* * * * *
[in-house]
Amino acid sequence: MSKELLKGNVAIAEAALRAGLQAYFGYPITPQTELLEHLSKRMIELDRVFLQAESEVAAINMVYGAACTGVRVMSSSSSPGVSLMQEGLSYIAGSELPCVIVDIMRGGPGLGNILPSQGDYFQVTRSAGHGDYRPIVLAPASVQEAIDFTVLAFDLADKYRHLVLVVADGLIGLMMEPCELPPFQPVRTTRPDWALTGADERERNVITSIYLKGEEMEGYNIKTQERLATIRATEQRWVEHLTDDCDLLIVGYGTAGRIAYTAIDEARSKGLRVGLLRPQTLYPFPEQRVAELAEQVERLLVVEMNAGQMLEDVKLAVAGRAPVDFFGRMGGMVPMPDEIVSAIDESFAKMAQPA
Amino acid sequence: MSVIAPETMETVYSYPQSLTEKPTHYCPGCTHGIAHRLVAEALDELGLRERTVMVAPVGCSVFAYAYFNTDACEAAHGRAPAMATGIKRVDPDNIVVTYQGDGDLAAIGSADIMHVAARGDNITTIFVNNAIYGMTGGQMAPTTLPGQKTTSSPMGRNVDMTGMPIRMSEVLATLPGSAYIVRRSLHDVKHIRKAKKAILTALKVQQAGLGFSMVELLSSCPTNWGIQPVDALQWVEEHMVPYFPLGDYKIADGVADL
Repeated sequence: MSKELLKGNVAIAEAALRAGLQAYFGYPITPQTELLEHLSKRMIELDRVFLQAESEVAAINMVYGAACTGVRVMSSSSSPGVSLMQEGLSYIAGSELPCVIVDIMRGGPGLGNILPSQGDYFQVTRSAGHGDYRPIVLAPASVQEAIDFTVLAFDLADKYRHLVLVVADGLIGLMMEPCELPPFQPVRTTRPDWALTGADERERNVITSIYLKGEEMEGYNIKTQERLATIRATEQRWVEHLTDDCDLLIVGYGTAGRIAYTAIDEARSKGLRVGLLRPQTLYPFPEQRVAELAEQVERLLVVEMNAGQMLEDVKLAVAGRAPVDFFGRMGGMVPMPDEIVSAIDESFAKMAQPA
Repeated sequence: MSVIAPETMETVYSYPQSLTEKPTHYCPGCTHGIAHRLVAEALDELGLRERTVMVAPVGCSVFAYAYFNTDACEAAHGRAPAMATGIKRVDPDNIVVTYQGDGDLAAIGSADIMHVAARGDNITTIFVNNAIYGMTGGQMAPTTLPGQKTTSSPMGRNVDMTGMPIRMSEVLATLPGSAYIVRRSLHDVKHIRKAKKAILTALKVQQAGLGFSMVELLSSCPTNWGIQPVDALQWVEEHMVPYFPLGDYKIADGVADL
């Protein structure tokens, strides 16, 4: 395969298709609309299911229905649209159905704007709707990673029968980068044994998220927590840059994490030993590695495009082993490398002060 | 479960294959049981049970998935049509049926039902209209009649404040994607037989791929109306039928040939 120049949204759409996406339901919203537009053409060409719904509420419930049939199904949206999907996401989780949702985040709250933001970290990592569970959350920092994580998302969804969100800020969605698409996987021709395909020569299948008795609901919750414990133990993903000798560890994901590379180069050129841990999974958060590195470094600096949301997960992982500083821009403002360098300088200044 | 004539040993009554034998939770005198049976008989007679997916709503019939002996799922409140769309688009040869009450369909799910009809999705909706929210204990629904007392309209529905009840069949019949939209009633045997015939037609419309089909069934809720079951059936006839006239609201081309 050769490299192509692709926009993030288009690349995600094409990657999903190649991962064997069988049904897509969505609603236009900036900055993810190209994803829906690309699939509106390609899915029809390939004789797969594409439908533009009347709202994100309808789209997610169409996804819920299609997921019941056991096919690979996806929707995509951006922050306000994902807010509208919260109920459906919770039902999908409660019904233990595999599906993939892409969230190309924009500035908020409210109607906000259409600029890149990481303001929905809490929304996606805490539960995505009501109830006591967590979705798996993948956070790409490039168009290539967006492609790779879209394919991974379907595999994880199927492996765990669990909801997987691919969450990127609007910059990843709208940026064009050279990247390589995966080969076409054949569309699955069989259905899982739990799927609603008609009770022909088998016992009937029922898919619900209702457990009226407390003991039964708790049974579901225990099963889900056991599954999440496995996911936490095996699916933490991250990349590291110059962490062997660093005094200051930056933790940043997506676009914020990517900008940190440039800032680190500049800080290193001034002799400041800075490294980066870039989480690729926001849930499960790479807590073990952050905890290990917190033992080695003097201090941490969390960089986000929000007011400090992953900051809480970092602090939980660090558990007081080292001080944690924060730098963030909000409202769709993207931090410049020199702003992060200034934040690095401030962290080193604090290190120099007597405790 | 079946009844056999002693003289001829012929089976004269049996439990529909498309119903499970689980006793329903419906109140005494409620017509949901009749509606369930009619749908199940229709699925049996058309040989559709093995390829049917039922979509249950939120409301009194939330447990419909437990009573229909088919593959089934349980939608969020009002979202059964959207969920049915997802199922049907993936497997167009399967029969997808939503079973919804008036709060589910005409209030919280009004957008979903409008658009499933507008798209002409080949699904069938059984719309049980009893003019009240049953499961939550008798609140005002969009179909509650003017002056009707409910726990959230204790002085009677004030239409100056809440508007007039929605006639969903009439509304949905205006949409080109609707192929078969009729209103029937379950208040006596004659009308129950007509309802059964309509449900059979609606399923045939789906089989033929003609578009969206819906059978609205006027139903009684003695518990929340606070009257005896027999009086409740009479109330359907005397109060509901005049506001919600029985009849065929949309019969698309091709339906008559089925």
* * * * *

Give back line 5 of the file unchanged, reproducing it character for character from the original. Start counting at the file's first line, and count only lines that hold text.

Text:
Repeated sequence: MSVIAPETMETVYSYPQSLTEKPTHYCPGCTHGIAHRLVAEALDELGLRERTVMVAPVGCSVFAYAYFNTDACEAAHGRAPAMATGIKRVDPDNIVVTYQGDGDLAAIGSADIMHVAARGDNITTIFVNNAIYGMTGGQMAPTTLPGQKTTSSPMGRNVDMTGMPIRMSEVLATLPGSAYIVRRSLHDVKHIRKAKKAILTALKVQQAGLGFSMVELLSSCPTNWGIQPVDALQWVEEHMVPYFPLGDYKIADGVADL